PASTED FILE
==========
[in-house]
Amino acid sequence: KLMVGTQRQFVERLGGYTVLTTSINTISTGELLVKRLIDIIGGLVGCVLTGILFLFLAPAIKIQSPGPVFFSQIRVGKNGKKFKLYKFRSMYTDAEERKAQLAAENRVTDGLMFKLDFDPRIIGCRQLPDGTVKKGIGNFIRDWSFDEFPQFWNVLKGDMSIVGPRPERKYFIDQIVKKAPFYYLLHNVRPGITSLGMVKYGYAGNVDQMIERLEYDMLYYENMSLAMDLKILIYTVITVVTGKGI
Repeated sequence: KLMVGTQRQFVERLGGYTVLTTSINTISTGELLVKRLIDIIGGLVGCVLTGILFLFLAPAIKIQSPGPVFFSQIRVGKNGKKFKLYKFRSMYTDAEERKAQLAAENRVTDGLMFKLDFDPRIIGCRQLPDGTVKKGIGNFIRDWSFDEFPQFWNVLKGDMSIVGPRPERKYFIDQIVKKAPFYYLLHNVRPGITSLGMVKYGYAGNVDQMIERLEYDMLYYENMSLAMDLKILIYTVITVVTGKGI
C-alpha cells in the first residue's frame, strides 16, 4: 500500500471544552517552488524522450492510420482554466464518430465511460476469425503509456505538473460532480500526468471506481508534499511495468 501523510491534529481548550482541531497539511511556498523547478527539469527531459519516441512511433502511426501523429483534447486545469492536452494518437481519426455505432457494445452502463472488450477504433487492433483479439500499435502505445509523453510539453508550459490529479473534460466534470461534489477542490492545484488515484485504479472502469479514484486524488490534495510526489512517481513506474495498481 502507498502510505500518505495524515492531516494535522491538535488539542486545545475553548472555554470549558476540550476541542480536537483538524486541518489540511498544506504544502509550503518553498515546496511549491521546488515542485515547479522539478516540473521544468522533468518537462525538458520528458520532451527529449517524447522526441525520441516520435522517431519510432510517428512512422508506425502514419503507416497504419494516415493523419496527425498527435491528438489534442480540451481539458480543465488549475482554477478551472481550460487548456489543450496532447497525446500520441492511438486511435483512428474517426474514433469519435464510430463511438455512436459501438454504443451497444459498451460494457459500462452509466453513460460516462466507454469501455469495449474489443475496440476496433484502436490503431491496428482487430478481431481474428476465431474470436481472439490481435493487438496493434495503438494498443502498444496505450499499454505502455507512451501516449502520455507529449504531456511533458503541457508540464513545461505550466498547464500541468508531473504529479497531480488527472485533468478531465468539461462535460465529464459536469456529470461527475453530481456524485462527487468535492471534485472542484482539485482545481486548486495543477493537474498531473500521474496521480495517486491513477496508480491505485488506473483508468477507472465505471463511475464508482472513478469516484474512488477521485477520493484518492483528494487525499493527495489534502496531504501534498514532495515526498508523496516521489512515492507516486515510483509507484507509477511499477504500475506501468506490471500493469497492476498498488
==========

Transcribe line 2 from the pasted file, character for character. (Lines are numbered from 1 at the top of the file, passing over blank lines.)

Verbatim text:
Amino acid sequence: KLMVGTQRQFVERLGGYTVLTTSINTISTGELLVKRLIDIIGGLVGCVLTGILFLFLAPAIKIQSPGPVFFSQIRVGKNGKKFKLYKFRSMYTDAEERKAQLAAENRVTDGLMFKLDFDPRIIGCRQLPDGTVKKGIGNFIRDWSFDEFPQFWNVLKGDMSIVGPRPERKYFIDQIVKKAPFYYLLHNVRPGITSLGMVKYGYAGNVDQMIERLEYDMLYYENMSLAMDLKILIYTVITVVTGKGI